Do you know who is using your domain to send email? Have you ever wondered if your email domain is being phished? Do you know every source of your domain reputation? In the eyes of the ISPs, your ignorance is not their problem and if a domain is determined to be abusive, then that domain will be filtered or even blocked.
If you wonder about these questions, or are worried that you don’t know all the email sources for your domain, keep reading this blog post!
DMARC (Domain-based Message Authentication Reporting & Conformance) is the standard to help protect your domain and brand. DMARC is a way of proving your identity and simultaneously preventing another sender from claiming that identity.
1. What is DMARC, and how does it work?
DMARC is an email validation system designed to detect and help prevent email spoofing and phishing by instructing the recipient’s ISP to look for ‘Identifier Alignment.’
Essentially, is your authentication proving your identity or just your ESP’s? This also allows you, as the domain/brand owner, to receive reports of other systems that are using your sending domain to send out emails. These emails could be compliant systems (ESPs), email forwards, or malicious senders that should not be using your domain.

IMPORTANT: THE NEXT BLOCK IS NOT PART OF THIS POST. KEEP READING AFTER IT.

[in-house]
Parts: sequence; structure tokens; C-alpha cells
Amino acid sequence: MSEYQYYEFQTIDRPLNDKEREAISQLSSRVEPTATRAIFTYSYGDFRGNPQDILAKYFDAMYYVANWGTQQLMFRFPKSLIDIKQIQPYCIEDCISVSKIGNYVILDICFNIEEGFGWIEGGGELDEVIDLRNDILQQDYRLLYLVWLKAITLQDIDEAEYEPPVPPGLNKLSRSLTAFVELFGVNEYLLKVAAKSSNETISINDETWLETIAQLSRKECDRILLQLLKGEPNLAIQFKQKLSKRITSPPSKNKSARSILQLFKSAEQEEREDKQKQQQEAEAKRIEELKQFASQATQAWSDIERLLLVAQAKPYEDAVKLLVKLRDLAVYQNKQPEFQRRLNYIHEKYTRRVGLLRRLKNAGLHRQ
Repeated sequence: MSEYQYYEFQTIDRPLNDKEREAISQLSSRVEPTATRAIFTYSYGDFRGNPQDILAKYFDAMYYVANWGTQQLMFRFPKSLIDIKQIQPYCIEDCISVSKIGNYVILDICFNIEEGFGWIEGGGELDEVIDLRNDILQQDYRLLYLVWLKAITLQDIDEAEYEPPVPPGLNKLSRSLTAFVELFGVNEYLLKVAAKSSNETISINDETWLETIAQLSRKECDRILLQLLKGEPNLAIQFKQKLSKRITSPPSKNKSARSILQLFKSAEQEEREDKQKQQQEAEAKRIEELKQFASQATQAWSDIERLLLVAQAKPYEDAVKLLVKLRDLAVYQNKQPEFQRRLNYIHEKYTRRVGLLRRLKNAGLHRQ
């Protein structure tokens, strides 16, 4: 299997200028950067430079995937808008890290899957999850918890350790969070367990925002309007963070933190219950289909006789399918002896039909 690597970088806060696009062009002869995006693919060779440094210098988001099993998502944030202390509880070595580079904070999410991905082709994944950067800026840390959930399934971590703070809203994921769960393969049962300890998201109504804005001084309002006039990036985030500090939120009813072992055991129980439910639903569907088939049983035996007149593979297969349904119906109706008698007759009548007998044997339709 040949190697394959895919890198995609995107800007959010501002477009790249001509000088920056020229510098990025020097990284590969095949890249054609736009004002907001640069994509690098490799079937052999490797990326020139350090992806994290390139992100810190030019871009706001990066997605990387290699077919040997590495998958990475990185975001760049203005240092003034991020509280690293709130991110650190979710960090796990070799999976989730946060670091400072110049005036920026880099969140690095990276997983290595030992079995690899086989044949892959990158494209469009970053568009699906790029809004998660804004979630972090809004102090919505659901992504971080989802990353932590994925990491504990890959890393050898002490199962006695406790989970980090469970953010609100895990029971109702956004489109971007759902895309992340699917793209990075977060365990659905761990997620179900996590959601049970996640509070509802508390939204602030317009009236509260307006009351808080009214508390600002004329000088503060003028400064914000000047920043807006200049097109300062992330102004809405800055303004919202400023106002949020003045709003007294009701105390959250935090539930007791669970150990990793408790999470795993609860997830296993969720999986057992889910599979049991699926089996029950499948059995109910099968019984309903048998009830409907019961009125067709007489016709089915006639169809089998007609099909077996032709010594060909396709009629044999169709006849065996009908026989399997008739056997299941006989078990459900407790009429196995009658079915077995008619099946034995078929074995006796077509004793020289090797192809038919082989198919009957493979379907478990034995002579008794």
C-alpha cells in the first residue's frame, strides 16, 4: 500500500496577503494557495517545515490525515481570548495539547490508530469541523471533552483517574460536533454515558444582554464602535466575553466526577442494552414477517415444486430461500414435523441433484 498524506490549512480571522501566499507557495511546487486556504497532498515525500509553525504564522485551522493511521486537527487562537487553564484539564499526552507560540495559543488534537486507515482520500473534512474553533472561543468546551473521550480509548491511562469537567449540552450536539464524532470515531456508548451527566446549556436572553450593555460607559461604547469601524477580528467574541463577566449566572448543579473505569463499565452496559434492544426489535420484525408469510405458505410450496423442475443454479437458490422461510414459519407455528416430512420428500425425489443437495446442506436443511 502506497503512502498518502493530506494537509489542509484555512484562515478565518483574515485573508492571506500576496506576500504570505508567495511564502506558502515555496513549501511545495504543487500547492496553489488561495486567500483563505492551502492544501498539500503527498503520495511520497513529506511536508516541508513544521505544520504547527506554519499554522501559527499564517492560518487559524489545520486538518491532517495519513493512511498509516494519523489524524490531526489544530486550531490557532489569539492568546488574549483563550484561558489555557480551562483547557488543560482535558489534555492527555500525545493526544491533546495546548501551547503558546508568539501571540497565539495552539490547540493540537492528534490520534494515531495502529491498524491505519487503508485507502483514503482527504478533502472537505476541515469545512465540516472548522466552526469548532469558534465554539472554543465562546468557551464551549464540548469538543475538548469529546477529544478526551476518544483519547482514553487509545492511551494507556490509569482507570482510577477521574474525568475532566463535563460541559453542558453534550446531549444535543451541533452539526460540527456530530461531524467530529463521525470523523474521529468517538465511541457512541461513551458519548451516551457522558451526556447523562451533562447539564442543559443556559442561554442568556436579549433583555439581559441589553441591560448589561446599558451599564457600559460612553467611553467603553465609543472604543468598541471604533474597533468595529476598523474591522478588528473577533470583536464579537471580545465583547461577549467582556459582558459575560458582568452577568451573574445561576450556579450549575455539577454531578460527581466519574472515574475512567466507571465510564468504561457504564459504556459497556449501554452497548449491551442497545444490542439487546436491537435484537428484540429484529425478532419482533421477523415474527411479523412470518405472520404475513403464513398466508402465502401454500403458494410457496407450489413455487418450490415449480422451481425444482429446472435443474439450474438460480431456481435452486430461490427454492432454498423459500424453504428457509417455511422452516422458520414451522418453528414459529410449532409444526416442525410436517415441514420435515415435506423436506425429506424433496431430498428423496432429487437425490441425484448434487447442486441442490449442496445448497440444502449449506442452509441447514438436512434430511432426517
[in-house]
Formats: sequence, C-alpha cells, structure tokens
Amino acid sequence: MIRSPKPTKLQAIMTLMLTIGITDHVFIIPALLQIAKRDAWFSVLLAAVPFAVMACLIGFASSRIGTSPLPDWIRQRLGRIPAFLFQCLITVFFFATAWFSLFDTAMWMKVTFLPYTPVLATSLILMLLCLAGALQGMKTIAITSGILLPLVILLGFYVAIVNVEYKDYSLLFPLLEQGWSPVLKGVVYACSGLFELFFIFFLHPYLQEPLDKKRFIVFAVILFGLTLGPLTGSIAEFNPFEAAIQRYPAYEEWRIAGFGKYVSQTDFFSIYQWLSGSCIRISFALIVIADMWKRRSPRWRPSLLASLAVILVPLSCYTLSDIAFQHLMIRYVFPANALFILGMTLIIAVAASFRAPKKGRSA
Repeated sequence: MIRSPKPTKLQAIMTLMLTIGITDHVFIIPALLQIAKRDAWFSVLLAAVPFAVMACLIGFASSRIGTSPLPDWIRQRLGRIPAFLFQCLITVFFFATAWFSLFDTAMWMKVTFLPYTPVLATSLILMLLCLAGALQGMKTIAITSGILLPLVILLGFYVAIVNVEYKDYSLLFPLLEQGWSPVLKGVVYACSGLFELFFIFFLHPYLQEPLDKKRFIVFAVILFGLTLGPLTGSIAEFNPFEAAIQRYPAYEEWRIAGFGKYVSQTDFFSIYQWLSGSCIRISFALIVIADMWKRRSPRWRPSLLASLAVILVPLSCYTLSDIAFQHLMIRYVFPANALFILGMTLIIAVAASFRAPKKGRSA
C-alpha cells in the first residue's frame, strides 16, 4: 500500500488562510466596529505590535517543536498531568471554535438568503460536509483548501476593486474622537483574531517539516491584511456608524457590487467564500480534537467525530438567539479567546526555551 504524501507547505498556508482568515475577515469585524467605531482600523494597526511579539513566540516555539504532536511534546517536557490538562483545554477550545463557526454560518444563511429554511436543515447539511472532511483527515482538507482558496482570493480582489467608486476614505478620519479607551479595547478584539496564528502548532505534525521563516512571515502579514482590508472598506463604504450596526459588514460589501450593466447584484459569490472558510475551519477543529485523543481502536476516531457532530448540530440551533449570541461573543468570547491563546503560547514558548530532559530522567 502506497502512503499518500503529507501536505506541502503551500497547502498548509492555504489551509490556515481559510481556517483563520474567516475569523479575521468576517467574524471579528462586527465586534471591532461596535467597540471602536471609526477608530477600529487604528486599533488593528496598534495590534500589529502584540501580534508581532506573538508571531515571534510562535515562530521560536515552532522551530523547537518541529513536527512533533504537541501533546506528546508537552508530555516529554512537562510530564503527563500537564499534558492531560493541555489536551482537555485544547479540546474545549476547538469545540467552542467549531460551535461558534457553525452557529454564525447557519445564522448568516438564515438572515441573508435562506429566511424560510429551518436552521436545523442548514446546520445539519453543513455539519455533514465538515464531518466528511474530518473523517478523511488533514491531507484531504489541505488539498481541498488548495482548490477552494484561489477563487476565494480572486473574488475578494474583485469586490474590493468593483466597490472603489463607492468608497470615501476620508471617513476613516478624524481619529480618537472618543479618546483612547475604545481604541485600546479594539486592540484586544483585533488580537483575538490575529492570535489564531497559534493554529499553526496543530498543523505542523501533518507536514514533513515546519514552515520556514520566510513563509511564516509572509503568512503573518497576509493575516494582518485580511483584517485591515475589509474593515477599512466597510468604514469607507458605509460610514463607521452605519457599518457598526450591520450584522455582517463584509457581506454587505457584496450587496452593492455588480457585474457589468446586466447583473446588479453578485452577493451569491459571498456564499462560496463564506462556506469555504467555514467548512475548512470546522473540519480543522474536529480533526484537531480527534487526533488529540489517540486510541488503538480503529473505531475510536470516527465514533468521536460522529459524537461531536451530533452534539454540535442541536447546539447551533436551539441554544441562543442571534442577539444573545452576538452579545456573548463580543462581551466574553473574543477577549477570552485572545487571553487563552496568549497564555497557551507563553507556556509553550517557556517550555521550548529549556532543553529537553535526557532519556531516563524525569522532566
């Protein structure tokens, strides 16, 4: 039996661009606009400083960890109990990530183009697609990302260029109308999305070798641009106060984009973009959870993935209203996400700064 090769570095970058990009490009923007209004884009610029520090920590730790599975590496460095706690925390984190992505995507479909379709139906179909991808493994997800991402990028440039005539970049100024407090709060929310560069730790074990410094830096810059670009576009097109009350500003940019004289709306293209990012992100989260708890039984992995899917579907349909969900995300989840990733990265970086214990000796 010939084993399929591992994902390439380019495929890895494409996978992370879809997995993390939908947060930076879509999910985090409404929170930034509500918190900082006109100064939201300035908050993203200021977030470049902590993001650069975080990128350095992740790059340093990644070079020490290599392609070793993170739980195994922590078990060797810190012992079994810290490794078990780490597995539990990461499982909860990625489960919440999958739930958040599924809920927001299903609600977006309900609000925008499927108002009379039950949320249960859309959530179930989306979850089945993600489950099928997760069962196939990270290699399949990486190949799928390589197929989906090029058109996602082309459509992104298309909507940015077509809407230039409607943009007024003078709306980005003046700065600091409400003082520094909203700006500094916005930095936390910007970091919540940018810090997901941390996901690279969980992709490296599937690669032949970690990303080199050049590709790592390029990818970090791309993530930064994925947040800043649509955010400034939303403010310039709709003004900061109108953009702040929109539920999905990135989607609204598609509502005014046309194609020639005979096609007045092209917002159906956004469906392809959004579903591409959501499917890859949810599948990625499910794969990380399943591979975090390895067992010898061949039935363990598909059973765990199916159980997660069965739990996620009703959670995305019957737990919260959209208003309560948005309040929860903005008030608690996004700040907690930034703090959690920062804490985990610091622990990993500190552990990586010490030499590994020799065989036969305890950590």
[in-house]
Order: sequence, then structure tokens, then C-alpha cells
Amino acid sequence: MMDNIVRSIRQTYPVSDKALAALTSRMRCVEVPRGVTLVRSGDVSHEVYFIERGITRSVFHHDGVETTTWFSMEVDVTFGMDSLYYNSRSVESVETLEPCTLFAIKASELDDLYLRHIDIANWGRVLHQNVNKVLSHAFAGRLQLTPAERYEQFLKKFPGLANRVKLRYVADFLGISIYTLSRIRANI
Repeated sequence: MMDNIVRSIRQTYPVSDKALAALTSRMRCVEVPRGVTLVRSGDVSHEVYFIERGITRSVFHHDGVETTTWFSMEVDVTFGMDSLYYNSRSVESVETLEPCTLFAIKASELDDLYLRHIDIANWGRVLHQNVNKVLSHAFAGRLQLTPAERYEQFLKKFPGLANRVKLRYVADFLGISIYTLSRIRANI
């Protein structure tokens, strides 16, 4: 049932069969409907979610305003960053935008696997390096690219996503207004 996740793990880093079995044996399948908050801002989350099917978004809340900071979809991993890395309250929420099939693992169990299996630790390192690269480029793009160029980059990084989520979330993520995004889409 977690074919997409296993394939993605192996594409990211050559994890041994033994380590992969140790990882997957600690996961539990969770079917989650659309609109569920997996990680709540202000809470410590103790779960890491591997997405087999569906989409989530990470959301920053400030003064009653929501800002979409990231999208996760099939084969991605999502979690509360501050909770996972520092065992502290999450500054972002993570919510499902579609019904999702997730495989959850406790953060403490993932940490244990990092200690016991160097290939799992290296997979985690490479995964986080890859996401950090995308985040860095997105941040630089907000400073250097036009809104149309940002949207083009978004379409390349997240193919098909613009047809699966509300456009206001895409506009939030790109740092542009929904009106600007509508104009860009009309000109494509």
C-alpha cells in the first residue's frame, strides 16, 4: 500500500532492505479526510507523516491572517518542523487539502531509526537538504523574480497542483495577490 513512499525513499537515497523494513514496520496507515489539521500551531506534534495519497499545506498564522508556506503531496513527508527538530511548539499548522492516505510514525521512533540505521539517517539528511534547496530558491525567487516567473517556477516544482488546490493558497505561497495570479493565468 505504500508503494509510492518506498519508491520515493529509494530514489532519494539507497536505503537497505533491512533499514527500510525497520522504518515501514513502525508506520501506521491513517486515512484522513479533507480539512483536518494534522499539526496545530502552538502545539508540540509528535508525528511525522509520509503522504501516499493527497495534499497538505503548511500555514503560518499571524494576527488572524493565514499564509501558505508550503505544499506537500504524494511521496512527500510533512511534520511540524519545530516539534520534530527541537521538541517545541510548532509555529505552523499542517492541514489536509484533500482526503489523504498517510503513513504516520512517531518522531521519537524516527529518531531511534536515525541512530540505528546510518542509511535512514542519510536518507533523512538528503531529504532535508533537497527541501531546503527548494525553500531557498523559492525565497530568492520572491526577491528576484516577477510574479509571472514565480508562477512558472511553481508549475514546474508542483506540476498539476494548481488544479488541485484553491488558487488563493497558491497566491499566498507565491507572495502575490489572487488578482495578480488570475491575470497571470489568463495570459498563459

DMARC is also a great tool to audit all sending platforms within your organization and start to understand how and why there are multiple systems.
2. As a marketer, why should I care about DMARC?
You want your brand to be secured and protected against possible phishing attempts. DMARC tells the ISPs that you are who you say you are and that this fraudster over here is not you. Without it, if a spammer is using your domain to attack users, then the ISP will happily block the entire domain to protect their customers.
If you have DMARC implemented, however, the ISP can simply block the bad guy and keep letting your legitimate emails through. By protecting your customers from fraud, you protect yourself from being painted as a spammer due to someone else’s actions.
3. What are the DMARC enforcement options and reports?
There are three enforcement options when rolling out DMARC. It is always recommended to start with a p=none policy so that you can start receiving reports without accidentally interfering with your own emails.
Below are the specific details on each enforcement option:
- p=none: The ISP is requested to check messages for DMARC alignment but not alter its normal behavior, and to send a report to the sender.
- p=quarantine: The ISP is requested to flag any email that fails DMARC as suspicious and subject it to greater scrutiny and/or place it in the Spam folder, as per the ISP’s policies, and to send a report to the sender.
- p=reject: The ISP is requested to reject (bounce) any email that fails DMARC and to send a report to the sender.
DMARC’s utility comes from the insight into a sender’s program and authentication provided by the Aggregate and Forensic/Failure reports that recipient ISPs send to the email addresses indicated in the DMARC record.